The 25 days of C++mas - December 11 - a recap of my conversation with Bjarne Stroustrup

By: David Intersimone

Abstract: David I gives a recap of his recent discussion with Bjarne Stroustrup, the designer and original implementer of C++

This is a copy of a blog post from David I's Sip from the Firehose blog. Click to blog post title below to see the original blog post and comments.


  The 25 days of C++mas - December 11 - a recap of my conversation with Bjarne Stroustrup

On the first morning of the CodeRage 7 C++ conference, I had the great pleasure to spend an hour live, online with Bjarne Stroustrup, the designer and original implementer of C++. The session was titled, "A C++ Conversation with Bjarne Stroustrup".  We recorded the session and I will complete the editing and rendering of the session as fast as possible (CodeRage 7 C++ is still on for two more days from 6am to 5pm each day).  We will let everyone (who attended or couldn’t make it) when the replay and pdf of the slides are available.  In the meantime, here are a few of the article and website URLs that I used to help guide the conversation and questions.  A huge thanks and big hug goes out to Bjarne for his CodeRage participation and his years of dedication to the C++ language.  Embarcadero also released the C++Builder XE3 64-bit compiler on Monday morning (additional information listed later in this blog post).

About Bjarne Stroustrup

Most of what you need to know about Bjarne can be found on his home page at http://www.stroustrup.com/. There is even a link to an audio file where he reminds everyone how to pronounce his first and last name - http://www.stroustrup.com/pronounciation.wav. Bjarne is also the Distinguished Professor and holder of the College of Engineering Chair in Computer Science, Texas A&M, http://www.cse.tamu.edu/, founder and member of the Parasol Lab: Programming Techniques, Tools and Languages Group,https://parasol.tamu.edu/research.php, and member of the ISO C++ Standards Committee.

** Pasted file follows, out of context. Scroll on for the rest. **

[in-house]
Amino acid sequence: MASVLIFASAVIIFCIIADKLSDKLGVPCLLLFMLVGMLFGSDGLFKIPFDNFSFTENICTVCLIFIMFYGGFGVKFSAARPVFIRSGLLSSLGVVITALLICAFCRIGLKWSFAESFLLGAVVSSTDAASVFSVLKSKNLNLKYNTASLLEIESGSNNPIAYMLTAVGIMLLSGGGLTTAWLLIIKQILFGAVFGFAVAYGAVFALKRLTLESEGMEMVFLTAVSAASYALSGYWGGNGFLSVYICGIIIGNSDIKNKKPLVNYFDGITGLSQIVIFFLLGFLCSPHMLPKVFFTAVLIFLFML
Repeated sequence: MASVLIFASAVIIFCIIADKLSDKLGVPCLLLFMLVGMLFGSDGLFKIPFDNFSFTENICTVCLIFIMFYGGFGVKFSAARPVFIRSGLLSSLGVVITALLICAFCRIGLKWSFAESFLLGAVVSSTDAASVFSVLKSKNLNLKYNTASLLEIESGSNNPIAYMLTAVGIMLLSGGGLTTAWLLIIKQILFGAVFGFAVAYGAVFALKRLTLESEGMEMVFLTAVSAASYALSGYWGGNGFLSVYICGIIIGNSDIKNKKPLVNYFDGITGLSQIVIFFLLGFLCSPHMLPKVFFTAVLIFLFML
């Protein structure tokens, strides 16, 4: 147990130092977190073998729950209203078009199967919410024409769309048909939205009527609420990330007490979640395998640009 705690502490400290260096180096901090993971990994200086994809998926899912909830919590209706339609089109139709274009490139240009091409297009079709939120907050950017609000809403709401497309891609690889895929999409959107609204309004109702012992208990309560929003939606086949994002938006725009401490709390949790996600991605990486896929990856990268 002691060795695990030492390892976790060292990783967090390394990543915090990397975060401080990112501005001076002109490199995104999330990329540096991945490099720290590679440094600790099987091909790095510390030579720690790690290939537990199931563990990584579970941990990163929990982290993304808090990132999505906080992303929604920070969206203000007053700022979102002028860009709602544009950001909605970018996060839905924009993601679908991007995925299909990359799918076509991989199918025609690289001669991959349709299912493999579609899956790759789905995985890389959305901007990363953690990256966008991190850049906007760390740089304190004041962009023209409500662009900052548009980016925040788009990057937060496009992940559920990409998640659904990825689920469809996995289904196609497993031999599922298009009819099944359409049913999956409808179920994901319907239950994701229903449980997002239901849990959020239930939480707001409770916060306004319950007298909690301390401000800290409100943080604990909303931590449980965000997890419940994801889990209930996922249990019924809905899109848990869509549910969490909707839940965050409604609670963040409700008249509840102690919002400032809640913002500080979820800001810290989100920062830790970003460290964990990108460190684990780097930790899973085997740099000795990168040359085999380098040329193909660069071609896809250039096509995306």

What is C++

Bjarne shared a few slides where he tries to answer the question, "What is C++" and "Is there a short, marketing statement for C++?". His first slide listed the following answers to the first question (in no particular order, I added the words in [] on this blog post for possible readability improvements):

  • An object-oriented programming language
  • Template meta-programming!
  • Embedded systems programming language
  • It’s C!
  • A multi-paradigm programming language
  • [Has] Class hierarchies
  • A hybrid language
  • [Lets you create] Classes
  • [It's] Too big!
  • [Supports] Generic programming
  • [Lets you go] Low level!
  • [Helps you avoid] Buffer Overflows

Bjarne has created his own marketing-speak phrase for what is C++: [It's] "A light-weight abstraction programming language" with the following key strengths: [Best for building ] software infrastructure and resource-constrained applications.

How to learn good C++ style and Technique

In response to this question, BJarne recommends two places to start:

Read Bjarne’s "Programming: Principles and Practice using C++" textbook which is used as an introduction to programming for new programmers and is also useful for programmers who want to learn "modern C++" - http://www.stroustrup.com/programming.html